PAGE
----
One of the QFTs which exists in the continuum limit is the scalar theory in dimension less that four (say three). In that case, at criticality, there exists one trajectory which is controlled by a fixed point in the UV (the gaussian fixed point) and in the IR (the Wilson-Fisher fixed point). All (!) the other trajectories are either not well defined in the UV (critical theories but with otherwise arbitrary coupling constants) or in the IR (not a critical theory). One then sees why this $\Lambda\to\infty$ limit is less and less seen as important in the modern approach to (effective) QFTs. Unless one wants to describe the physics at all scale by a QFT, without using a fancy up-to-now-unknown theory at energies above $\Lambda$. Nevertheless, this idea of controlling a QFT both in the IR and the UV is important if you want to prove that General relativity is (non-perturbatively) renormalizable (i.e. can be described at all scales by few parameters) in the asymptotic safety scenario : if there is a non trivial UV fixed point, then there exists a trajectory from this fixed point to the gaussian fixed point (which is, I think, Einstein gravity), and you can take the continuum limit, even though the perturbative $\Lambda\to\infty$ does not exists.

Reference : Most of this is inspired by my reading of the very nice introduction to the non-perturbative RG given in arXiv 0702.365, and especially by the section 2.6 "Perturbative renormalizability, RG flows, continuum limit, asymptotic freedom and all that".

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Many thanks for your detailed answer! So am I right to think that the usual renormalization procedure is pointless then? Rather one should just calculate with an effective Lagrangian with a cutoff at some experimental scale $\mu$. Then the answers will automatically depend on $\mu$ but that's okay because the coupling constants do? I feel like there's still something wrong with my reasoning there. I don't understand what exactly you're meant to calculate with in the Wilsonian picture. Any ideas? –  Edward Hughes Sep 30 '13 at 8:16
    
If by usual you mean "old-school", no, it's not useless. It does not help on the conceptual level, but it is really useful for calculations. The reason is that in this approach, you don't need to take care of the infinite number of coupling constant that "exist" in the Wilsonian skim. (The old-school scheme corresponds to projecting all RG trajectories that start close enough to the gaussian fixed point to the only trajectory that relates gaussian and Wilson-Fisher fixed point, see the discussion in the ref I gave.) –  Adam Oct 1 '13 at 3:12
    
Also, in the Wilsonian RG, the action (or lagrangian) at scale $\mu$ is not physical by itself. Only some quantities that can be extracted from the RG (such as critical exponents) are physical. That one of the main shortcoming of this approach (but see the non-perturbative RG, wilsonian in spirit, which allows to compute physical quantities such that thermodynamics or correlation functions). On the other hand, the "old-school" RG computes physical quantities : for instance $g(\mu)$ is a vertex function at some specified momentum being equal to $\mu$. This is measurable and physical. –  Adam Oct 1 '13 at 3:15
    
Right - so is the following reasoning correct? If you could just confirm this for me I'll happily award the bounty! We want our physical quantities (e.g. amplitudes) to be independent of cutoffs. Why? Because otherwise we could get information about small scale physics by doing large scale experiments. Is this correct? I don't quite see exactly why that would be the case. I'm pretty sure that this is just the definition of an EFT now, but I'd like to have a physical feeling about why cutoff independence is good. Thanks in advance! –  Edward Hughes Oct 3 '13 at 13:33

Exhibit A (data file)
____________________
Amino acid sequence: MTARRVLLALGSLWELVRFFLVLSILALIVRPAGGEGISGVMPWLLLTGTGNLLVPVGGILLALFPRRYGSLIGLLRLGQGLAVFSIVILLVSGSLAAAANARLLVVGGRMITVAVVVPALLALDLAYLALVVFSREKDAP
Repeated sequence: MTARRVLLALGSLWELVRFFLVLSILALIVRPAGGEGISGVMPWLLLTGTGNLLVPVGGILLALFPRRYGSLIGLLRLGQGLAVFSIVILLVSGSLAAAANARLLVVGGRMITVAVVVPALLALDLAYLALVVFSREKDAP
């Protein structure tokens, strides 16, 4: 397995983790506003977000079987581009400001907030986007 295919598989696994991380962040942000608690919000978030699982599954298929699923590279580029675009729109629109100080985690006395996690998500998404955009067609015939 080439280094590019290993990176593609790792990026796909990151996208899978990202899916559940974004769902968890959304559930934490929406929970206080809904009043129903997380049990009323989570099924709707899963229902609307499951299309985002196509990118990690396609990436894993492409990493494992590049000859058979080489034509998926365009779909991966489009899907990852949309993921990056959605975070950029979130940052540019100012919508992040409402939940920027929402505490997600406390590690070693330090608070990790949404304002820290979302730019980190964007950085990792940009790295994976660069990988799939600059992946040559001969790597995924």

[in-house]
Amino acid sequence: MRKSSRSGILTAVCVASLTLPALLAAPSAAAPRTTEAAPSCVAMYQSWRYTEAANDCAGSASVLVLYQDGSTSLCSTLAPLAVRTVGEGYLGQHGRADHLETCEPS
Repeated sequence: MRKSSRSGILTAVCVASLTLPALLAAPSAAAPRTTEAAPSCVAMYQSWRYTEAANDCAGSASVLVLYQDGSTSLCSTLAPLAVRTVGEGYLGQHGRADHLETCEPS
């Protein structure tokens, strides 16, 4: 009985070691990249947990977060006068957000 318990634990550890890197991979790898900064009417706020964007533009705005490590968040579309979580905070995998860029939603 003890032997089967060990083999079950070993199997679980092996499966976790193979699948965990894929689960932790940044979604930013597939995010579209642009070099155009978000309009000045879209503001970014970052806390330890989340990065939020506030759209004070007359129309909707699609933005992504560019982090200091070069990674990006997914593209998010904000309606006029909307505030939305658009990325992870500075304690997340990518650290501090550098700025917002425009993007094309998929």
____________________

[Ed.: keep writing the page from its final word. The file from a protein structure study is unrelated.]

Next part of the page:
People use to want everything independent of the cut-off, and sadly it is still presented that way in most text books. You only want that if you think that your theory is the ultimate theory that will describe all phenomena at all energies. But usually, you don't want that (all cond-mat/stat-phys, low energy QCD, Fermi theory of weak interactions...), and you're happy there is a (physical) cut-off. But of course, having a 'renormalizable theory' (keeping only the most relevant interactions) is very useful technically, as it makes everything simpler (cut-offs make calculations complicated). –  Adam Oct 3 '13 at 22:27
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At every stage of renormalization, the Hamiltonian changes $\mathcal{H} \rightarrow \mathcal{H}_{\textrm{ren.1}}\rightarrow \mathcal{H}_{\textrm{ren.2}} \rightarrow \ldots$; in the process, energy modes and length scales are excluded as you say. But the point is that every $\mathcal{H}, \mathcal{H}_{\textrm{ren.1}}, \mathcal{H}_{\textrm{ren.2}}, \ldots$ (including the 'original' $\mathcal{H}$) is an effective or emergent theory applicable only within its domain $\Omega, \Omega_{\textrm{ren.1}}, \Omega_{\textrm{ren.2}}, \ldots$. That is, there being no fundamental theories even in particle physics was a key point stressed by K. G. Wilson. Therefore, for instance in field theories, the bare electron mass $m$ becomes simply a mathematical construct; the true one as measured and measurable is the renomalized value $m^*$.

As regards the decoupling, I'll take this from the point of view of critical phenomena. At this critical point where there are correlations across the entire system, the lattice spacing does not matter as we well know; therefore, its the long wavelength modes that stretch across the system that contribute most. Clearly, the decoupling of length scales is justified in such a situation; because QFT and statistical mechanics are essentially equivalent via Feynman's path integral notation, the decoupling is justified in renormalizable field theories. If anyone can make this mathematically rigorous, please feel free ...

As an analogy, think of a classical system with many configurations $i$ with energies $\epsilon_i$; depending on the temperature $T$, the contribution of a configuration will be largely decided by its Boltzmann weights $e^{-\epsilon_i/k_BT}$. In which case, we may discard all other contributions or modes that have negligible weights.